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The Girl Who Circumnavigated Fairyland In A Ship Of Her Own Making; or, why it is important to listen to one’s friends
I read this book this week, and must report: it was absolutely delightful and I highly recommend it! I feel very foolish about that. This is because my friend Jenn recommended it with the same enthusiasm when it first came out, over a year ago.
An occupational hazard of the book business is that I often do not read books I know I will like, precisely because I know that I will like them. One only needs a certain level of knowledge of a book to be able to talk about it effectively. Let’s give that level the value of Q, where A is “never heard of it” and Z is “writing a dissertation about it.” The most direct way to obtain a Q-level knowledge of a book is to read it. However, it is possible to build from A to B to H to M to Q by seeing a book in a catalog, and then seeing a bookseller blurb for it in an email, and then reading a few reviews, and then having a close friend read it and tell you about it. This happens all the time, and is why booksellers and librarians occasionally sound very smart when you ask them for book recommendations.
It is also why I do not read books I know I will love. I know I will love them. I have been interested in them since I first saw them in a catalog; I have added them to the TBR pile after seeing a bookseller blurb; I have bumped them up the piles after reading a few reviews; and they have languished there after a close friend, using hand gestures, enthused about them. With only a couple hours a day to read, coupled with a lifelong obsession with trying to know everything, I too-frequently choose to get Q-level knowledge about a totally new title, as I already have it for the book I know I will love. With the best of intentions, mind you. The more Q-levels I squirrel away in my mind-cheeks, the better I can be at my job.
Sometimes I think this is the main reason I keep buying books despite the mound of TBRs I have yet to R: that many more potential Qs. And also I get to avoid the sadness of actively avoiding all the books I know I will love by plucking just one off the stack.
It is books like The Girl Who Circumnavigated Fairyland In A Ship Of Her Own Making that make me feel really stupid about this stupid habit. It is fantastic! I really, really loved it! God, I wish I knew a kid who was 8 or 9 so I could experience it again by reading it out loud to them! Lord! How could I have neglected this book for so long?!
Jenn was right, per usual, and anybody who likes fantasy, The Phantom Tollbooth, fairy tales that don’t suck, or pitch-perfect chapter books or things like that ought to give this one a go. Just know that the longer you take getting around to it, the stupider you’ll feel.

The Girl Who Circumnavigated Fairyland In A Ship Of Her Own Making; or, why it is important to listen to one’s friends

I read this book this week, and must report: it was absolutely delightful and I highly recommend it! I feel very foolish about that. This is because my friend Jenn recommended it with the same enthusiasm when it first came out, over a year ago.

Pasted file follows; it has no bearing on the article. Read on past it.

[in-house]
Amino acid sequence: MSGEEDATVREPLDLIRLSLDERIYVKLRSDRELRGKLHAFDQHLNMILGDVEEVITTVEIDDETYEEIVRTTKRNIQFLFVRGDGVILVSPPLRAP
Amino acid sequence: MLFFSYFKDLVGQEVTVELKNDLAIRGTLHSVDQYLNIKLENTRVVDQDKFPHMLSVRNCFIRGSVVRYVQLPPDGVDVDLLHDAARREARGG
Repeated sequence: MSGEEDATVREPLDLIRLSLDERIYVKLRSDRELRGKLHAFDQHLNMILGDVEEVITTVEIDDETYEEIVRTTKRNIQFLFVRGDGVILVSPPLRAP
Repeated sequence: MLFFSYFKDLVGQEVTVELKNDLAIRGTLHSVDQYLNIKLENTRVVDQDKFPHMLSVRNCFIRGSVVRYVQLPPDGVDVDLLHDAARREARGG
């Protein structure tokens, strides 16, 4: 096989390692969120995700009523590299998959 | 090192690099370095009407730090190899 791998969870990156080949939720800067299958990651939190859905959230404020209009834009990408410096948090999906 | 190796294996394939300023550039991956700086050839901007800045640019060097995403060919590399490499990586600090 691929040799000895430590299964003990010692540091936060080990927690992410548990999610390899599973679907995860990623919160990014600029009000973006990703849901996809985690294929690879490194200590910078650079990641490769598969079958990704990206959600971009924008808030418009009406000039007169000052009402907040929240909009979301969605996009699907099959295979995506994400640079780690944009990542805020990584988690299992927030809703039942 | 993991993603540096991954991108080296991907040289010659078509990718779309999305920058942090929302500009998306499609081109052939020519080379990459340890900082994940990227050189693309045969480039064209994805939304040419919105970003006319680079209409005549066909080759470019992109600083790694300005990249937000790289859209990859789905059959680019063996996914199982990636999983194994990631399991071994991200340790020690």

An occupational hazard of the book business is that I often do not read books I know I will like, precisely because I know that I will like them. One only needs a certain level of knowledge of a book to be able to talk about it effectively. Let’s give that level the value of Q, where A is “never heard of it” and Z is “writing a dissertation about it.” The most direct way to obtain a Q-level knowledge of a book is to read it. However, it is possible to build from A to B to H to M to Q by seeing a book in a catalog, and then seeing a bookseller blurb for it in an email, and then reading a few reviews, and then having a close friend read it and tell you about it. This happens all the time, and is why booksellers and librarians occasionally sound very smart when you ask them for book recommendations.

It is also why I do not read books I know I will love. I know I will love them. I have been interested in them since I first saw them in a catalog; I have added them to the TBR pile after seeing a bookseller blurb; I have bumped them up the piles after reading a few reviews; and they have languished there after a close friend, using hand gestures, enthused about them. With only a couple hours a day to read, coupled with a lifelong obsession with trying to know everything, I too-frequently choose to get Q-level knowledge about a totally new title, as I already have it for the book I know I will love. With the best of intentions, mind you. The more Q-levels I squirrel away in my mind-cheeks, the better I can be at my job.

Sometimes I think this is the main reason I keep buying books despite the mound of TBRs I have yet to R: that many more potential Qs. And also I get to avoid the sadness of actively avoiding all the books I know I will love by plucking just one off the stack.

It is books like The Girl Who Circumnavigated Fairyland In A Ship Of Her Own Making that make me feel really stupid about this stupid habit. It is fantastic! I really, really loved it! God, I wish I knew a kid who was 8 or 9 so I could experience it again by reading it out loud to them! Lord! How could I have neglected this book for so long?!

Jenn was right, per usual, and anybody who likes fantasy, The Phantom Tollbooth, fairy tales that don’t suck, or pitch-perfect chapter books or things like that ought to give this one a go. Just know that the longer you take getting around to it, the stupider you’ll feel.

Filed under books catherynne valente the girl who circumnavigated fairyland in a ship of her own making YA/MG

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    OH GOD, it’s so weird and true. This is also why I read a lot of “solid B” books, because I feel like falling asleep or...
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